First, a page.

In the spring of 2011 I was in Vancouver, BC for a few shows. My friend and old touring partner Shane Koyczan and I were backstage and I asked him to join me outside for a cigarette. He told me he hadn’t had a cigarette in six months. I was dumbfounded. Gobsmacked. This was a dude who had matched me smoke for smoke, pack for pack in all the days we spent together on the road and at home. The only thing left to fall out of my mouth was, What!? How!?? Shane told me that a few years earlier he had bought the book Easy Way To Stop Smoking by Allen Carr. He kept in his desk and tried reading a few times. The last time finally stuck.
I figured if it worked for Shane then I had to at least read the book. I had wanted to quit, but never saw much light in the possibility of succeeding. I bought the book on my mobile device and I read it over three days on a ferry trip from Vancouver to Victoria and back in BC, smoking the entire time. After completing the book, I smoked three more cigarettes and suddenly knew I was done. The book’s re-brainwashing had worked, but the feelings of anxiety and dread to come were horrible. Nearly everything I ever did throughout my adult life had been followed by or rewarded with a cigarette or three. The book itself is not an incredible example of the English language at its best. It’s redundant and repetitive, but that’s pretty much the prerequisite for brainwashing. Carr included some analogies that really hit home with me and helped me to visualize stopping my habit, including using the word stopping in place of quitting. Once you can see it, you know what you’re looking for. He also used a minefield as a smoker’s map. Once you smoke your first cigarette, you’ve stepped into a minefield. Every cigarette is a step within that minefield. Technically, a smoker never leaves that field and if they are lucky, they never set off any number of disease mines. This worked very well for me, but what convinced me it was time to stop was the realization that I had promised myself I’d stop smoking before I reached five years in, then 10 years in, then 15, then 20. I couldn’t believe I was a year away from 20 years of smoking. I finally kept my promise.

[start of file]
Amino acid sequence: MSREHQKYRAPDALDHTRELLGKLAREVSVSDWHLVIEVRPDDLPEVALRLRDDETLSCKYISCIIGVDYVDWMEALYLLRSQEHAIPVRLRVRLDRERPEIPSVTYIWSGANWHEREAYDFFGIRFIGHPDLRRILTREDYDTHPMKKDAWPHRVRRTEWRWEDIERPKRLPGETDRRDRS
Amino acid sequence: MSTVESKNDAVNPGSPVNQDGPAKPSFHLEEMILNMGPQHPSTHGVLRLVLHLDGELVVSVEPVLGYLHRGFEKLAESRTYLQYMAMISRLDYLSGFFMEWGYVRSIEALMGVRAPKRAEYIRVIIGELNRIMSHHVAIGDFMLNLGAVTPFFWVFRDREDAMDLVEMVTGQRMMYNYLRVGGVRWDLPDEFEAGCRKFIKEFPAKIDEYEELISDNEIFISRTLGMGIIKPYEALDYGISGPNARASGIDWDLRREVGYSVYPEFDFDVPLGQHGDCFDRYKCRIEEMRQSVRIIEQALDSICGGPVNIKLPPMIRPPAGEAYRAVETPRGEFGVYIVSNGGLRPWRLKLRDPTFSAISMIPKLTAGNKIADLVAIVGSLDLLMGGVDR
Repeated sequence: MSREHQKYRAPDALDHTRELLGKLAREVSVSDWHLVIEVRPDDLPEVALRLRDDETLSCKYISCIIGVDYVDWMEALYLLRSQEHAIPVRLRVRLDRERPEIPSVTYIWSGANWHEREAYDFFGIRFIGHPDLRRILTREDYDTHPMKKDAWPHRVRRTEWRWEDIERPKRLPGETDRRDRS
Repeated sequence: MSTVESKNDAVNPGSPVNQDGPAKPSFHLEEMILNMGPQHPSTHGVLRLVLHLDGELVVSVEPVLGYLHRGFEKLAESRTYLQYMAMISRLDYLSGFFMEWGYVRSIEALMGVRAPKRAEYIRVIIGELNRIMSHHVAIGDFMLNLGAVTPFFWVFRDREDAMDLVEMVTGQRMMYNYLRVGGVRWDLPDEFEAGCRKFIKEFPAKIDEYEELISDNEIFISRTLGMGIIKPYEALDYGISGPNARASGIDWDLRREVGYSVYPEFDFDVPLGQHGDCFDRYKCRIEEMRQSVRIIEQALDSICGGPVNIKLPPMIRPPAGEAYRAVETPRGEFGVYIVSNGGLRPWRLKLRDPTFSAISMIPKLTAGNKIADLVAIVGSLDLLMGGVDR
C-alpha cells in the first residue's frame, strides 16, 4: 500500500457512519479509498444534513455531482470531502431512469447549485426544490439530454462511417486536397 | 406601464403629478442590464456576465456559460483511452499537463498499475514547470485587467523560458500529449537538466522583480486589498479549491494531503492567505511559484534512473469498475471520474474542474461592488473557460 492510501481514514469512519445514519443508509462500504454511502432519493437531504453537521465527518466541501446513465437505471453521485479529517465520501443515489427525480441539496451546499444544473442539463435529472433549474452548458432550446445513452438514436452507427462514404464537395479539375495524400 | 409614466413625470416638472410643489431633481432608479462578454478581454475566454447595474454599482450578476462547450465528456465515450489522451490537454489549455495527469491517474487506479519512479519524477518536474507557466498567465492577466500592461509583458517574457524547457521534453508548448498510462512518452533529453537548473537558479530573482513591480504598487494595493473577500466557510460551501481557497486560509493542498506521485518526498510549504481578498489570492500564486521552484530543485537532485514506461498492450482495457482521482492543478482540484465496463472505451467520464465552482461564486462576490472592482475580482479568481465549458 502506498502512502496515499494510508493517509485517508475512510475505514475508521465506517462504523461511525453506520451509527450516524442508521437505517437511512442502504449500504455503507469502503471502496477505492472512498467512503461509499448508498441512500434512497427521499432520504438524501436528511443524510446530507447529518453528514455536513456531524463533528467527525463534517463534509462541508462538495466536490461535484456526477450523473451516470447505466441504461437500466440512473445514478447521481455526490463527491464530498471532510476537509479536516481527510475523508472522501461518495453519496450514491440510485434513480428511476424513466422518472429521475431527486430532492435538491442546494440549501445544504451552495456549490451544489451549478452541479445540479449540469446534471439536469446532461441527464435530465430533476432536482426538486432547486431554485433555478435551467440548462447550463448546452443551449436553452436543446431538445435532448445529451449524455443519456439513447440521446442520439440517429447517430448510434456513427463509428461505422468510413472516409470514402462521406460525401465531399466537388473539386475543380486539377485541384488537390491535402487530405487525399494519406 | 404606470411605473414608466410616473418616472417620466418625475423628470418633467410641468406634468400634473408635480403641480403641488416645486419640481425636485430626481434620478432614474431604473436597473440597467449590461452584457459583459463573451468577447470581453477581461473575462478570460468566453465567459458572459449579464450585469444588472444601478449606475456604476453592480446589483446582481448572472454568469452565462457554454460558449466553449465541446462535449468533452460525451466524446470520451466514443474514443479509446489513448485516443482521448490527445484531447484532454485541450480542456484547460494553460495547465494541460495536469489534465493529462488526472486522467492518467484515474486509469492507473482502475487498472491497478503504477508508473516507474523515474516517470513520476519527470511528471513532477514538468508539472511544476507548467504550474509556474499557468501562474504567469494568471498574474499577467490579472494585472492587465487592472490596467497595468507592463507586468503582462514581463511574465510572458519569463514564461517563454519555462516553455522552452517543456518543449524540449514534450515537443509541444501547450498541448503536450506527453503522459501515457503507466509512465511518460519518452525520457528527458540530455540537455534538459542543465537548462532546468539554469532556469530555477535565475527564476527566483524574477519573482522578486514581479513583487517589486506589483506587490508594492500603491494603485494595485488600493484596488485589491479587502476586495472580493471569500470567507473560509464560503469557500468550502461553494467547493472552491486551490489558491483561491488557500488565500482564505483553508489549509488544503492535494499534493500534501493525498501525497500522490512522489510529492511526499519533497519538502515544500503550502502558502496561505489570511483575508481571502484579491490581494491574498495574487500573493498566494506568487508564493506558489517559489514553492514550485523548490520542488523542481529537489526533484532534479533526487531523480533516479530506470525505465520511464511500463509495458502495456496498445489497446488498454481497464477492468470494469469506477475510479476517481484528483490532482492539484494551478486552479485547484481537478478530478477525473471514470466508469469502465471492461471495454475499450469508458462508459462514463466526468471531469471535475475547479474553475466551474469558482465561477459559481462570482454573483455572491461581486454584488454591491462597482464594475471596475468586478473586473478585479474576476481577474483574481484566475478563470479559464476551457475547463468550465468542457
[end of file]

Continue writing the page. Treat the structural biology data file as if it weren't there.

In 1996, my bandmate Kelley Mayne was the first friend I knew who stopped smoking and seemingly never looked back. He was 21 and dead set on discontinuing the habit. We’d meet up for band practice and he would join us outside between songs, just staring at us or into the void while the rest of us smoked. I’d ask him how it was going and he referred to it as feeling like he was in “Gumbyland.” I’d ask him to describe it, but he never could. He would just monotonously reiterate I’m in Gumbyland.
Now, much like my grandmother, I too didn’t quit cold turkey. I never could quite get the hang of having empty hands or a mouth that wanted so badly to suck in smoke, and a trachea that wants to catch it all. After a couple of weeks of feeling like I was losing my mind, a friend recommended that I try rolling herbal cigarettes. Living in Portland, Oregon at the time, there were a few paraphernalia shops that sold blends of smokable herbs like skullcap, chamomile, passionflower, marshmallow, mugwort, mullein, rose, damiana, mint and so much more. All I did that winter was loiter around my living room binge-watching Parks and Recreation, waiting for someone to come over who smoked so I could join them and bask in their second hand fumes. When my friend Eirean came over and realized what I was rolling, he told me couldn’t associate with someone who “smoked tea.”
Now, there’s a certain way a drag of smoke had to hit the back of the pharynx that made me feel like I was getting the full effect of smoking a cigarette. I would wager that most smokers know what I am talking about. I knew a number of especially heavy smokers who agreed that if it didn’t hit the back of the throat just right on the first two or three drags, it was very difficult to fully enjoy the rest of the cigarette. After about five months of smoking my herbal “tea” blend, I just stopped. There was no intentional weaning myself off of it, it just faded away. I had no interest in it anymore and the oral fixation had finally disappeared. I was full-fledged non-smoker by spring of 2012. Shane and my then partner Leia were pivotal in supporting me as I put an end to such a stupid habit, along with my entire family for not commanding me to do it, but simply supporting me throughout. Shane checked in with me a lot to pep me up. He recommended that I start the stopwatch on my iPod, since it would run for a very long time. Then, whenever I needed a reminder, I could see how long it had been since I’d had a cigarette. It helped. Leia may still have my last cigarette butt.
As a smoker, I remember crashing with friends at their fifth floor walk-up in Brooklyn. Taking wheeze breaks half-way up, then spending ten to fifteen minutes catching my breath in their hallway while dreaming of a cigarette. I’d climb out to their fire escape to smoke to avoid the five awful floors to the outside. Within days of stopping, my lung capacity felt greater. Within weeks, I had much less trouble breathing, I slept better, and after a couple flights of stairs I could catch my breath within ten to fifteen seconds.